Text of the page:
Motorists are being forced into long detours following unprecedented mudslides and structural damage to I70 going through Glenwood Canyon.
Following last summers unprecedented wild fire season, flooding and mudslides have been a common occurrence throughout Colorado. The unique terrain and construction of Glenwood Canyon however has created a highly volatile structural hazard, which has now collapsed on itself, causing massive road damage that has left this section of I70 closed for the foreseeable future.
The Colorado Department of Transportation (CDOT) has not issued estimates of when the interstate will become operational, nor cost of doing all the repairs.
Engineers working at the site reported that they have never seen this level of damage to a road system.
The road closure is wreaking havoc on businesses on both sides of the Rockies. Restaurateurs in Grand Junction are especially vulnerable to the current supply shortages and added costs of diverting truck deliveries by many hundreds of miles.
All these issues are prompting many local residents to once again discuss the possibility of building an alternate travel route connecting Glenwood Cannon to the rest of the Front Range.
CDOT has been advising motorists to take Cottonwood pass just south of Gypsum as an alternative route, especially because it also runs close to Vail Colorado Airport, however this road is steep and narrow with many unpaved sections making it not ideal, especially in hazardous winter conditions.
Local government officials are currently debating whether investing into modernizing Cottonwood Pass might be the best way forward.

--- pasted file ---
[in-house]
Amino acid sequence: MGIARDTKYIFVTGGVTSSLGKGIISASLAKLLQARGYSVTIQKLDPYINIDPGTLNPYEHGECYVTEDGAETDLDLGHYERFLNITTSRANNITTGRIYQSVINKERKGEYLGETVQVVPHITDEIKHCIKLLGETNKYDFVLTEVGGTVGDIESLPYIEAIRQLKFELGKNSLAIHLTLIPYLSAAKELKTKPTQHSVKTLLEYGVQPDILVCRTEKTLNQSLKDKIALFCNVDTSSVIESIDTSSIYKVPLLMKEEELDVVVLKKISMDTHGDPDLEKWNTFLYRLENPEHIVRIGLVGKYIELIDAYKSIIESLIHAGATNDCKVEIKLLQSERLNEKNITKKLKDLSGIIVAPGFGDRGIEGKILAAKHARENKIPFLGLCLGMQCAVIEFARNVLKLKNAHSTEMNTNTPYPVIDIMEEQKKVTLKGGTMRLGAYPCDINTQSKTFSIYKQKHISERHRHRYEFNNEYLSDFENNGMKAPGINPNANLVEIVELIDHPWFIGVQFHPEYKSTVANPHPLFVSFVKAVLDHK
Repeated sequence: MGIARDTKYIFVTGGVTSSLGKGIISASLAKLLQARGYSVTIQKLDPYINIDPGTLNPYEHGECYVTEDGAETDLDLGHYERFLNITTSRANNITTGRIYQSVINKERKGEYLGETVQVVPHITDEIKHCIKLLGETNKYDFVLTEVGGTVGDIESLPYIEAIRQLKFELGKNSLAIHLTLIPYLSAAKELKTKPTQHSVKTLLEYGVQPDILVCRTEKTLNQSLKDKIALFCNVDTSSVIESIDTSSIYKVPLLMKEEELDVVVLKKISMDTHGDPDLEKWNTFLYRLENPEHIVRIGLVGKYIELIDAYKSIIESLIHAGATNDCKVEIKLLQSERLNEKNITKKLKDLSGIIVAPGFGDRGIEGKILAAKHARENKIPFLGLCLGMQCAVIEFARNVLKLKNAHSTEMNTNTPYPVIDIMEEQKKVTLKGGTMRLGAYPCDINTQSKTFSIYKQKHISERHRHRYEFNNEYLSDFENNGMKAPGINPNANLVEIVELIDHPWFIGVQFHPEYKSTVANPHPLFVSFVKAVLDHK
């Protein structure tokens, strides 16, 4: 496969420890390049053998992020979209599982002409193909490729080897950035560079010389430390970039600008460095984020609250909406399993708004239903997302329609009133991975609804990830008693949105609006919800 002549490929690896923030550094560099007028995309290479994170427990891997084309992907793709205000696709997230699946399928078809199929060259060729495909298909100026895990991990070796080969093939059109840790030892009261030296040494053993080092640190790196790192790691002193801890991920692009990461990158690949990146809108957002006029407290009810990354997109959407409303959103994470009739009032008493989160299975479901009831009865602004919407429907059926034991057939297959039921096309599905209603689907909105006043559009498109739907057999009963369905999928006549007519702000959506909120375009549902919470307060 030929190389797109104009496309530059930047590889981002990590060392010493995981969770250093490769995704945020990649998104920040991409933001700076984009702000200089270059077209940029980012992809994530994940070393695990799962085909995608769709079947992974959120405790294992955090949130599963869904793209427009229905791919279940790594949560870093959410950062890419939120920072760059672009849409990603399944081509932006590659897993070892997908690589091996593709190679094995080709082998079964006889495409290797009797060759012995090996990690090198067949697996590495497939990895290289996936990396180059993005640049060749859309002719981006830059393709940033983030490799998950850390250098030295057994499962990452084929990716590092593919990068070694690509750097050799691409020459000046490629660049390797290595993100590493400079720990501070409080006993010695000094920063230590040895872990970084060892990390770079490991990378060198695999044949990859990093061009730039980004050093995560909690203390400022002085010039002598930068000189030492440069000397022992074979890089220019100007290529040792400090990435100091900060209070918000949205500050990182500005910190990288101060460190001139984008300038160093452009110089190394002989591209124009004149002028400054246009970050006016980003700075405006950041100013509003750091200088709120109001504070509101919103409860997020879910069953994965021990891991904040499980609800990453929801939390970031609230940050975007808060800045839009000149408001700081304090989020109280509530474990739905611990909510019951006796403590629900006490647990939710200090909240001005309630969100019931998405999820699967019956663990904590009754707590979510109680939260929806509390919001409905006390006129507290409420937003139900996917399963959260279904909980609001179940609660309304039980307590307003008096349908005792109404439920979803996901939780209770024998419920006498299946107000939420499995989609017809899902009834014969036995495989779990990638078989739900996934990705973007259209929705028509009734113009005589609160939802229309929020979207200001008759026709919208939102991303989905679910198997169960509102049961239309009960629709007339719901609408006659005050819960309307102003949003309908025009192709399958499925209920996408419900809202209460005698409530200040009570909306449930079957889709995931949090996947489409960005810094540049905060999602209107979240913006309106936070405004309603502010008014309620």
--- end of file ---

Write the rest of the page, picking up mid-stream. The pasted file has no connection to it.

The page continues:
By offering two multi-lane routes connecting the Eastern and Western slopes, traffic conditions should subside, and any future road closures will be easier to navigate.
“There can’t just be one way between Eagle County and Garfield County between the Front Range and the Western Slope.” said Tony Hershey, a member of the Glenwood Springs city council.
The recent slew of issues affecting the Glenwood Pass are the direct result of the Grizzly Creek Fire, which burned through the Canyon in 2020. With climate change and more forest fires in Colorado being an almost guaranteed reality, residents and local officials alike, are understandably worried about more such issues arising in the future.
The time to invest in infrastructure and find workable alternative transit routes for Glenwood residents is now. Colorado governor Jared Polis said recently, “We are taking immediate action to rebuild the damaged sections as soon as possible, but we won’t be fully aware of the extent of the damage until the debris is cleared.”
Polis, has confirmed that the state has declared a state of emergency, and that the federal government has been asked to step in and provide economic assistance as quickly as possible.
Assistance from the local and federal governments is, of course, a very welcomed development for Glenwood residents and business owners. The road closure has been crippling the local economy and each day the road is closed makes the situation worse and worse.
Glenwood springs relies on I70 to connect it to both Denver and Grand Junction, and without this vital route, or a reliable and safe alternate, this city of 10,000 is stuck isolated in the Rockies.